LOS ANGELES, September 29, 2013 — According to a statement on the University’s website, the University of Southern California has fired its football coach, Lane Kiffin. Pat Haden broke the news to Kiffin when the team returned to Los Angeles after getting blown out by Arizona State. The school will hold a press conference on Sunday.
The Trojans have a bye next week and then a Thursday game, which gives them ten days before they play again. There is no word yet on who Kiffin’s replacement will be.
The obvious choice, at least in the interim, would be Ed Orgeron, who is currently USC’s defensive line coach and recruiting coordinator. Orgeron does have three years of experience as a head coach, albeit with a losing record. He was 10-25 as head coach of Ole’ Miss.
For the long term, perhaps USC goes after former Cal coach, Jeff Tedford, or Chris Petersen from Boise State. Jeff Tedford was a guest at a USC practice along with former coach John Robinson a few weeks ago. Other possibilities could be Kevin Sumlin of Texas A&M and James Franklin from Vanderbuilt.
Lane Kiffin, in the middle of his fourth season as head coach at USC, compiled a 28-15 record, including a 3-2 start this year. The Trojans also lost five of their last six games to close out the season last year. Lane Kiffin and Ed Orgeron are largely responsible for keeping the Trojans afloat while navigating through the harshest NCAA punishments in recent history.
Most teams are irrelevant while on sanctions, but Kiffin and Orgeron kept the Trojans competitive and, at times, as impressive as a National Championship caliber team.
Bad press seemed to follow Lane Kiffin everywhere he went after he left USC to be the head coach of the Raiders in 2007. It seemed as though instead of fans rooting for Kiffin’s success, they seemed to feed off his mistakes.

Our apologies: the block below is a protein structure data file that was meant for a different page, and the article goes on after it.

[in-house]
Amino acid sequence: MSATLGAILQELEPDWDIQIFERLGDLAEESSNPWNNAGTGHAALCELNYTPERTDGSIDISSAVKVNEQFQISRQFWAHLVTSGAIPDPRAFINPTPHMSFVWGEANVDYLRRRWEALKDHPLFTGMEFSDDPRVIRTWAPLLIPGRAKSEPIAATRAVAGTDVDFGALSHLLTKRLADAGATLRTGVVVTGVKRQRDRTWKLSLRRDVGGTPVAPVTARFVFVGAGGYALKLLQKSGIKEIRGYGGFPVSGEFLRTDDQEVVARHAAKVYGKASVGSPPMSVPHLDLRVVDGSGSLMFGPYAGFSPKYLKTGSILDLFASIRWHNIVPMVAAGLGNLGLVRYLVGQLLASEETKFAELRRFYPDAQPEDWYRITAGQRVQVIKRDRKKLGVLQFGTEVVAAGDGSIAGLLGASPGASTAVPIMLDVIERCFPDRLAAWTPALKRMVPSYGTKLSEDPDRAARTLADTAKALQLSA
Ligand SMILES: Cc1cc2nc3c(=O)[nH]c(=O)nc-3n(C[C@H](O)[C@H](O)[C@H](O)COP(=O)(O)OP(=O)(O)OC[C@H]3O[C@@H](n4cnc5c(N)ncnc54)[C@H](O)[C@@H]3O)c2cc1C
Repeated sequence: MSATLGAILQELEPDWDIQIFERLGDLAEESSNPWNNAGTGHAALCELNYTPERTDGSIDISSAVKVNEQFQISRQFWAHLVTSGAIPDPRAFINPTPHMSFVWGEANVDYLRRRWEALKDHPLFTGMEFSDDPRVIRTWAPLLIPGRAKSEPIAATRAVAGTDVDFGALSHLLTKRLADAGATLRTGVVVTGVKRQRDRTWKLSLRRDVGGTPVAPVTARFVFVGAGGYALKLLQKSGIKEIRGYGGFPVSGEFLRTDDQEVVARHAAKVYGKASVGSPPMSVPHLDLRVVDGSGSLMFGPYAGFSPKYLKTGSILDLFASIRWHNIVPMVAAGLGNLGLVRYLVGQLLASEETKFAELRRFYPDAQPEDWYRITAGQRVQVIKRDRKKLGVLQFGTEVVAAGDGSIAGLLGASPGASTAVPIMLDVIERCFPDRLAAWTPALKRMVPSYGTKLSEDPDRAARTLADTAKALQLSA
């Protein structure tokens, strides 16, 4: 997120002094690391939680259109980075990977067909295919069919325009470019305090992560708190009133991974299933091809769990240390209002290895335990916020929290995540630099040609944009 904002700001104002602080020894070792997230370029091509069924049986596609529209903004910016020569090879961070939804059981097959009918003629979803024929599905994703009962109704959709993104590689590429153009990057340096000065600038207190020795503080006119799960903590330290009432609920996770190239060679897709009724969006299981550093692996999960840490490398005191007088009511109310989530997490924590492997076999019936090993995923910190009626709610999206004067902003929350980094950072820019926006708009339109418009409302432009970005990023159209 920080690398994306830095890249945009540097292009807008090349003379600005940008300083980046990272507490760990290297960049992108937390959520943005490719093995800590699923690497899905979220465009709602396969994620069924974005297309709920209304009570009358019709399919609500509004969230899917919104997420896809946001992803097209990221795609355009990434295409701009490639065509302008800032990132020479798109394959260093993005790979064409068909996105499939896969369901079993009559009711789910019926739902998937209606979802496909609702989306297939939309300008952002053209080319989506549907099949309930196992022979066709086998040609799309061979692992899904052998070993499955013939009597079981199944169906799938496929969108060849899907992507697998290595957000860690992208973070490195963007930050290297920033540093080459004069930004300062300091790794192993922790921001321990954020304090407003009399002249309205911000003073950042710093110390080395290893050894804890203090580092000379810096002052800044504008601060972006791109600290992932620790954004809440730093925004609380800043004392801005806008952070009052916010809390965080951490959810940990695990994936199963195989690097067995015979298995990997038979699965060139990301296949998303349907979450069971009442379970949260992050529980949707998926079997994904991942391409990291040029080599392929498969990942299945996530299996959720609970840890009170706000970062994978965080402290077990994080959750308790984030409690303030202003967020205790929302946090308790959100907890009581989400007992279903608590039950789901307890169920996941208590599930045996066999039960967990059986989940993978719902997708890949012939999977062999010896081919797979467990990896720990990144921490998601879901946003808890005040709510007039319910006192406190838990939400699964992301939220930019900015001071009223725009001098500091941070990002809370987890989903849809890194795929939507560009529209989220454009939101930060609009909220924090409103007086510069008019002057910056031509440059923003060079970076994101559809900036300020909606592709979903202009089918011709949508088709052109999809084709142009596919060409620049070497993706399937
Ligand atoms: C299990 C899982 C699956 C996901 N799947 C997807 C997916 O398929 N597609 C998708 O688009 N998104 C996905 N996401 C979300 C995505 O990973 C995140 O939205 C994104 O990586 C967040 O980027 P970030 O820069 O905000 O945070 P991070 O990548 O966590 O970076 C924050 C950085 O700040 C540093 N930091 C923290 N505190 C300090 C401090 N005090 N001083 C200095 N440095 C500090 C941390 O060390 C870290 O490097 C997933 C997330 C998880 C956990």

Kiffin had a 5-15 record with the Raiders when he was fired four games into the 2008 season. There was an ugly dispute in the media between Kiffin and the late Al Davis.
After the Oakland gig fell apart, Lane Kiffin landed a head coaching job at the University of Tennessee, where he brought back Ed Orgeron. At Tennessee, Kiffin claimed to be there for the long haul, he even named his son, Knox.
Kiffin immediately started making enemies among the other SEC schools and coaches. The NCAA even started looking at Kiffin’s questionable use of females hosting recruits on campus.
None of the negative press seemed to bother Kiffin, however. He always stayed on his own path and did whatever he wanted. His arrogance definitely did not gain him any supporters.
Controversy again followed Kiffin when he took the job at USC. Kiffin was still under contract with Tennessee. In fact, he completed just one season at Tennessee before leaving for USC.
Students at Tennessee were livid and held a protest when he left.
All of the great recruiting done by Kiffin at USC was always dogged by poor coaching decisions and bad play calling. Kiffin was able to surround himself with great coaches and players, but he was ultimately unable to escape from himself.
Lane Kiffin’s downfall was that he believed too much in himself. He could not let go of the power that came with running the high-powered USC offense. USC’s offenses had so many weapons, it seemed impossible to call the wrong play, but Kiffin did.
It is tough to say what will become of Kiffin at this point. One would think that he has exhausted all of his head coaching and offensive coordinator opportunities, at least at this level. Kiffin is a solid recruiter and would be an asset to any school serving in that capacity.
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